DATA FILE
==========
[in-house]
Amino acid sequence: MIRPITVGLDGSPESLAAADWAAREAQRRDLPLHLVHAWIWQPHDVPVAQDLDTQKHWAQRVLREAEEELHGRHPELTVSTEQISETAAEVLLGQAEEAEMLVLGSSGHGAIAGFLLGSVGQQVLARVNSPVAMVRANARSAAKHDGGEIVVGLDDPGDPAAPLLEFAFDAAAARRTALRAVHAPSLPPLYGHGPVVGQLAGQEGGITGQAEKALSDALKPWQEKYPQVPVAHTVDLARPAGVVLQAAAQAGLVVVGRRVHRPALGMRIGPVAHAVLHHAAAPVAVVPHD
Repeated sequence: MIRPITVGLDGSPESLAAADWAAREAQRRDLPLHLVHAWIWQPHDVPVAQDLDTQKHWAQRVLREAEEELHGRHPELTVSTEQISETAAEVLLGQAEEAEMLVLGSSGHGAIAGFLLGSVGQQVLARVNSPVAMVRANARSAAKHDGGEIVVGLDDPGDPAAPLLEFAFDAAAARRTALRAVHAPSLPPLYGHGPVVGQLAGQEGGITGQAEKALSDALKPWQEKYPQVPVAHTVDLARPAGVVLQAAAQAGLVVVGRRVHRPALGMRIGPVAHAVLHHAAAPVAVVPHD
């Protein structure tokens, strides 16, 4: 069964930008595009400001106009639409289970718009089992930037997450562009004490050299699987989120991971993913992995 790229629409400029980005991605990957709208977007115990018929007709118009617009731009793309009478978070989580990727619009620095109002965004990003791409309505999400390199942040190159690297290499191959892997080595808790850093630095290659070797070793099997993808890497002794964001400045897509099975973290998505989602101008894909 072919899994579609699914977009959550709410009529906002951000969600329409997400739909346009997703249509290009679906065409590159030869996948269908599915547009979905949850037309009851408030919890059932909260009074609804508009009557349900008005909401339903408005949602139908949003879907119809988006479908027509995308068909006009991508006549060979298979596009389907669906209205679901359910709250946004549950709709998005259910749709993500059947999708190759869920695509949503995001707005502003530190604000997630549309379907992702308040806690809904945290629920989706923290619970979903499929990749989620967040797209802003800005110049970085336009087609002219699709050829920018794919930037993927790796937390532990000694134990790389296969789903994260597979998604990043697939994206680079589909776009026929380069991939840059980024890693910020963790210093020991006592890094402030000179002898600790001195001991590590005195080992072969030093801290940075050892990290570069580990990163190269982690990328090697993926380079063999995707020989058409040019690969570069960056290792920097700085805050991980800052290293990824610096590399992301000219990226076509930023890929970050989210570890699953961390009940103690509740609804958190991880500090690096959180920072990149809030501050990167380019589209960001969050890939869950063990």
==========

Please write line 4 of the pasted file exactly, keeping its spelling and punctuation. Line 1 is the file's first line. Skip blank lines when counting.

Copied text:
């Protein structure tokens, strides 16, 4: 069964930008595009400001106009639409289970718009089992930037997450562009004490050299699987989120991971993913992995 790229629409400029980005991605990957709208977007115990018929007709118009617009731009793309009478978070989580990727619009620095109002965004990003791409309505999400390199942040190159690297290499191959892997080595808790850093630095290659070797070793099997993808890497002794964001400045897509099975973290998505989602101008894909 072919899994579609699914977009959550709410009529906002951000969600329409997400739909346009997703249509290009679906065409590159030869996948269908599915547009979905949850037309009851408030919890059932909260009074609804508009009557349900008005909401339903408005949602139908949003879907119809988006479908027509995308068909006009991508006549060979298979596009389907669906209205679901359910709250946004549950709709998005259910749709993500059947999708190759869920695509949503995001707005502003530190604000997630549309379907992702308040806690809904945290629920989706923290619970979903499929990749989620967040797209802003800005110049970085336009087609002219699709050829920018794919930037993927790796937390532990000694134990790389296969789903994260597979998604990043697939994206680079589909776009026929380069991939840059980024890693910020963790210093020991006592890094402030000179002898600790001195001991590590005195080992072969030093801290940075050892990290570069580990990163190269982690990328090697993926380079063999995707020989058409040019690969570069960056290792920097700085805050991980800052290293990824610096590399992301000219990226076509930023890929970050989210570890699953961390009940103690509740609804958190991880500090690096959180920072990149809030501050990167380019589209960001969050890939869950063990």